Katie Levick has revealed how her recent spell playing with the Northern Diamonds has put the spark back into her cricket.
The Yorkshire leg-spinner, 29, admitted that the early summer lockdown had her contemplating her future in the game in which she has excelled at domestic level for more than a decade.
But, after playing an integral part in the Diamonds run to the final of the 50-over Rachael Heyhoe Flint Trophy from late August to late September, she is now looking forward to a few more successful years.
Sheffield-born Levick has just been retained by the Northern Superchargers for next summer’s inaugural Hundred campaign.
She had been signed up to start this year before the competition was cancelled due to Coronavirus, but she has taken up the option to go again in 2021.
It could be in that competition that she passes the 250-wicket mark in her domestic career – she currently sits on 226 (186 for Yorkshire women, 29 for Yorkshire Diamonds and 11 for Northern Diamonds).
“I put out a tweet earlier this year where I said, ‘I’m getting to the stage where I’m thinking my career is winding down’,” she explained.
“People within, or who follow, the men’s game keep saying they think I’m still young, but it’s different as an amateur.
“Getting close to 30 and you don’t necessarily want to keep giving up your spare time for not much reward.
“Then, through lockdown, I was thinking, ‘Am I really missing cricket that much?’
“But the Diamonds gave me that love for the game again.
“Being around that team and environment, with the players and staff we had, it has really given me the taste to have a few more years out of this.”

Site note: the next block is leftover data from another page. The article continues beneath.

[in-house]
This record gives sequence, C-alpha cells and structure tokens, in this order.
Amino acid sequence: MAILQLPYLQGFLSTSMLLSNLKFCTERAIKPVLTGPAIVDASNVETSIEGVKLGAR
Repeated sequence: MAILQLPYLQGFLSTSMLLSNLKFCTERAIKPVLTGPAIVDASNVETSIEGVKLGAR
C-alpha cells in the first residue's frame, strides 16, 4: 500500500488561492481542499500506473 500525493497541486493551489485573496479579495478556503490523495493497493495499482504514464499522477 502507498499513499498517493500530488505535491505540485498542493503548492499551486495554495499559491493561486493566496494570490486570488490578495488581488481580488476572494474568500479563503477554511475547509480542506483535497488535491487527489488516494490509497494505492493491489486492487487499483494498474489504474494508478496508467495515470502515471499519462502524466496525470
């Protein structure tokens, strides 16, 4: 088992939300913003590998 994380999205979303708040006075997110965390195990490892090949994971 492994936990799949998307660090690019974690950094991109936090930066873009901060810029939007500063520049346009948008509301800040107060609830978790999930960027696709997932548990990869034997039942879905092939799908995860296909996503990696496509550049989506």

While the Northern Superchargers, the Yorkshire women and the Northern Diamonds are all different teams, Levick believes they can feed off one another and build a strong structure in the North.
“We had the makings of a good Hundred team last year, and hopefully we carry as many players over as possible,” she said.
“Playing the Rachael Heyhoe Flint Trophy this year gave a lot of girls a good case to pick up a Hundred gig having maybe not had one before.
“The Diamonds certainly put on a good show with a few girls impressing who hadn’t played in the Kia Super League beforehand.
“Fingers crossed, that carries over into the Hundred and we can keep a core squad together.
“Even though the Diamonds just missed out this year, it’s a good place to build from.
“The final (against the Southern Vipers at Edgbaston last month) was a frustrating day.
“I didn’t feel like we were beaten, it was more of a case of us losing it.
“We let ourselves down in a couple of departments, particularly the batting.
“It was a final which was there to be won, which is annoying.
“But, overall, to get to the final having won the North Group as comprehensively as we did, we have to take that positive and realise everyone is in a good place moving into the winter.
“This summer, I think pretty much all of the girls had it in their heads, ‘We’re not going to play any cricket this year’. I certainly did.
“Then, suddenly, it moved very quickly in terms of a new squad thrown together and a competition starting.
“It can be quite difficult to hit the ground running in that scenario, but we did and it’s a massive plus for us. We certainly got a lot out of the summer.
“We put ourselves on the map as a team to be reckoned with and one who can break that southern dominance that the Super League and the County Championship has had over the last few years.”